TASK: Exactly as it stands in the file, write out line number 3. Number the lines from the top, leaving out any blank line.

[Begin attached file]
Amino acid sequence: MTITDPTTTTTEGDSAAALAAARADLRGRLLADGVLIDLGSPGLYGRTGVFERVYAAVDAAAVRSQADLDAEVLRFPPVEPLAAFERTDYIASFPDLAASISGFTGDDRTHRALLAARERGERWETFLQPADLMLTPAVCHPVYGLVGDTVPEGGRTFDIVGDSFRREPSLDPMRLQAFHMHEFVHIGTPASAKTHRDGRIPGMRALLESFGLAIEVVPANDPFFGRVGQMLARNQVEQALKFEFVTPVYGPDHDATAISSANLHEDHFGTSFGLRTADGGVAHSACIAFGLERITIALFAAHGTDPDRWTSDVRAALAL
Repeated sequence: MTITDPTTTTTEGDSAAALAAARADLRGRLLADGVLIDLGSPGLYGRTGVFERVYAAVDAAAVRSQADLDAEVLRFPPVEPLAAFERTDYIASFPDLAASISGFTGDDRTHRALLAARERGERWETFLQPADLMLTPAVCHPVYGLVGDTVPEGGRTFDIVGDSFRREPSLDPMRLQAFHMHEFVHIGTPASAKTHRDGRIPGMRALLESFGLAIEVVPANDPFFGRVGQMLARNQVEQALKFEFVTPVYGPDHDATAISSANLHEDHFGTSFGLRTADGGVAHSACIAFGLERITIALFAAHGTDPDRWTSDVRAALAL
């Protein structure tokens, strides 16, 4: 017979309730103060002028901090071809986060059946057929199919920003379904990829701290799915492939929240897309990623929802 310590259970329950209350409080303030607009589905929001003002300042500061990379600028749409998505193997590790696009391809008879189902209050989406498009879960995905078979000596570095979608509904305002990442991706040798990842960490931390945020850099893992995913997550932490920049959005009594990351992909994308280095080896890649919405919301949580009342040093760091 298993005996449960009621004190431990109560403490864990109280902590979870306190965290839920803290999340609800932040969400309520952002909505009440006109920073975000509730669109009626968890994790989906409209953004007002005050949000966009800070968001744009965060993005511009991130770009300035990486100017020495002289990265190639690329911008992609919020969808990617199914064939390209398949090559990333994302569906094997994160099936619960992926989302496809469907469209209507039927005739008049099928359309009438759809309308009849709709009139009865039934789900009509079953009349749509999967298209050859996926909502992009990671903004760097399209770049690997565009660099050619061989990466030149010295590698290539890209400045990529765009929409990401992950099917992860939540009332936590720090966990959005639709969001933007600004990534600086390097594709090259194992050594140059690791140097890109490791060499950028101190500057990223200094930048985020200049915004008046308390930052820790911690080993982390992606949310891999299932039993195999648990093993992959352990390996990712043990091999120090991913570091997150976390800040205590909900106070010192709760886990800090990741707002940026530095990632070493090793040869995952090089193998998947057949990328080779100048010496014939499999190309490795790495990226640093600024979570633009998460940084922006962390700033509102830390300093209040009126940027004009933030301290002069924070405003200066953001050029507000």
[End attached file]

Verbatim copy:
């Protein structure tokens, strides 16, 4: 017979309730103060002028901090071809986060059946057929199919920003379904990829701290799915492939929240897309990623929802 310590259970329950209350409080303030607009589905929001003002300042500061990379600028749409998505193997590790696009391809008879189902209050989406498009879960995905078979000596570095979608509904305002990442991706040798990842960490931390945020850099893992995913997550932490920049959005009594990351992909994308280095080896890649919405919301949580009342040093760091 298993005996449960009621004190431990109560403490864990109280902590979870306190965290839920803290999340609800932040969400309520952002909505009440006109920073975000509730669109009626968890994790989906409209953004007002005050949000966009800070968001744009965060993005511009991130770009300035990486100017020495002289990265190639690329911008992609919020969808990617199914064939390209398949090559990333994302569906094997994160099936619960992926989302496809469907469209209507039927005739008049099928359309009438759809309308009849709709009139009865039934789900009509079953009349749509999967298209050859996926909502992009990671903004760097399209770049690997565009660099050619061989990466030149010295590698290539890209400045990529765009929409990401992950099917992860939540009332936590720090966990959005639709969001933007600004990534600086390097594709090259194992050594140059690791140097890109490791060499950028101190500057990223200094930048985020200049915004008046308390930052820790911690080993982390992606949310891999299932039993195999648990093993992959352990390996990712043990091999120090991913570091997150976390800040205590909900106070010192709760886990800090990741707002940026530095990632070493090793040869995952090089193998998947057949990328080779100048010496014939499999190309490795790495990226640093600024979570633009998460940084922006962390700033509102830390300093209040009126940027004009933030301290002069924070405003200066953001050029507000």